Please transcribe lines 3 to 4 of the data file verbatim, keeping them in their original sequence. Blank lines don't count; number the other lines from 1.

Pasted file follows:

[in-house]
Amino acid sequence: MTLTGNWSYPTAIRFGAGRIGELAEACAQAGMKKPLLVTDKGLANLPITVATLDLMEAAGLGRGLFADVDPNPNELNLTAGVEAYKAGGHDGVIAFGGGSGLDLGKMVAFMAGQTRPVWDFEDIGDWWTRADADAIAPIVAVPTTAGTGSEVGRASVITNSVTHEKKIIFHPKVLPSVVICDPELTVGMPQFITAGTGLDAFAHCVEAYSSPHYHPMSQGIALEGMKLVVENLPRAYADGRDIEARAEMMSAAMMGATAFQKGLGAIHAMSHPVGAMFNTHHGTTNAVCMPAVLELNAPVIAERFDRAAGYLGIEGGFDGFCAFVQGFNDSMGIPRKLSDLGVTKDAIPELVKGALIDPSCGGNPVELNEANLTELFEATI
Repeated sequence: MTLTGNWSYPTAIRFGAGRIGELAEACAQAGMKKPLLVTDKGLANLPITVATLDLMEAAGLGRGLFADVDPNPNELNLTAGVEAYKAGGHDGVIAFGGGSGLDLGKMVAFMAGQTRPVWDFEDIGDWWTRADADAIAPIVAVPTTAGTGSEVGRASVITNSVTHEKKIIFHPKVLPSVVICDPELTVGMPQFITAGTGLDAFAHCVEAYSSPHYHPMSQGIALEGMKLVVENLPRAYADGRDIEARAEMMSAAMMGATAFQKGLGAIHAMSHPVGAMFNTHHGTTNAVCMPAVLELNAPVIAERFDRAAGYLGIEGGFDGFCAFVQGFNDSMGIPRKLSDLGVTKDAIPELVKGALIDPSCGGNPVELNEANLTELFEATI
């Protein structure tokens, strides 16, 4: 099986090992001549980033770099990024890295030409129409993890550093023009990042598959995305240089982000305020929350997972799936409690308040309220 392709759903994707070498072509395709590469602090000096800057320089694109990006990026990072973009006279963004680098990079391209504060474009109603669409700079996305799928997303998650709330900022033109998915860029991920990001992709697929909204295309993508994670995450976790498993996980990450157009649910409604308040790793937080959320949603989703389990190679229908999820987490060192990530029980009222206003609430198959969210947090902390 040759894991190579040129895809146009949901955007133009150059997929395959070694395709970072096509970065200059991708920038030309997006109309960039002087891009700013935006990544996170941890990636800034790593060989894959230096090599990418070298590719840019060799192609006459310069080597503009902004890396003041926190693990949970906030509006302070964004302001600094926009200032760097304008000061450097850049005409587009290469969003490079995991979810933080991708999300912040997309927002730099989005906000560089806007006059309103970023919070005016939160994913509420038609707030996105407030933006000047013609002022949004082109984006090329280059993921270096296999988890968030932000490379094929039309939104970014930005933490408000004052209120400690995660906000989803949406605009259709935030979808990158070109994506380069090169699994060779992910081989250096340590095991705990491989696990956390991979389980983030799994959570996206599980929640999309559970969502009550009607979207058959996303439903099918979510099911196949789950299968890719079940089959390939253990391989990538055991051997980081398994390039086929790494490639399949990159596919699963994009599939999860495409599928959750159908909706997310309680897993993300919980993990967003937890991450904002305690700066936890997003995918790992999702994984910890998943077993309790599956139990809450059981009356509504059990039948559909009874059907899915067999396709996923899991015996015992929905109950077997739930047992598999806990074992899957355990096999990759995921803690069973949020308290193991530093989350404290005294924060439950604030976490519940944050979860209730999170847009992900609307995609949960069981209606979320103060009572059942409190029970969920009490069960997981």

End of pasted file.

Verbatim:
Repeated sequence: MTLTGNWSYPTAIRFGAGRIGELAEACAQAGMKKPLLVTDKGLANLPITVATLDLMEAAGLGRGLFADVDPNPNELNLTAGVEAYKAGGHDGVIAFGGGSGLDLGKMVAFMAGQTRPVWDFEDIGDWWTRADADAIAPIVAVPTTAGTGSEVGRASVITNSVTHEKKIIFHPKVLPSVVICDPELTVGMPQFITAGTGLDAFAHCVEAYSSPHYHPMSQGIALEGMKLVVENLPRAYADGRDIEARAEMMSAAMMGATAFQKGLGAIHAMSHPVGAMFNTHHGTTNAVCMPAVLELNAPVIAERFDRAAGYLGIEGGFDGFCAFVQGFNDSMGIPRKLSDLGVTKDAIPELVKGALIDPSCGGNPVELNEANLTELFEATI
């Protein structure tokens, strides 16, 4: 099986090992001549980033770099990024890295030409129409993890550093023009990042598959995305240089982000305020929350997972799936409690308040309220 392709759903994707070498072509395709590469602090000096800057320089694109990006990026990072973009006279963004680098990079391209504060474009109603669409700079996305799928997303998650709330900022033109998915860029991920990001992709697929909204295309993508994670995450976790498993996980990450157009649910409604308040790793937080959320949603989703389990190679229908999820987490060192990530029980009222206003609430198959969210947090902390 040759894991190579040129895809146009949901955007133009150059997929395959070694395709970072096509970065200059991708920038030309997006109309960039002087891009700013935006990544996170941890990636800034790593060989894959230096090599990418070298590719840019060799192609006459310069080597503009902004890396003041926190693990949970906030509006302070964004302001600094926009200032760097304008000061450097850049005409587009290469969003490079995991979810933080991708999300912040997309927002730099989005906000560089806007006059309103970023919070005016939160994913509420038609707030996105407030933006000047013609002022949004082109984006090329280059993921270096296999988890968030932000490379094929039309939104970014930005933490408000004052209120400690995660906000989803949406605009259709935030979808990158070109994506380069090169699994060779992910081989250096340590095991705990491989696990956390991979389980983030799994959570996206599980929640999309559970969502009550009607979207058959996303439903099918979510099911196949789950299968890719079940089959390939253990391989990538055991051997980081398994390039086929790494490639399949990159596919699963994009599939999860495409599928959750159908909706997310309680897993993300919980993990967003937890991450904002305690700066936890997003995918790992999702994984910890998943077993309790599956139990809450059981009356509504059990039948559909009874059907899915067999396709996923899991015996015992929905109950077997739930047992598999806990074992899957355990096999990759995921803690069973949020308290193991530093989350404290005294924060439950604030976490519940944050979860209730999170847009992900609307995609949960069981209606979320103060009572059942409190029970969920009490069960997981």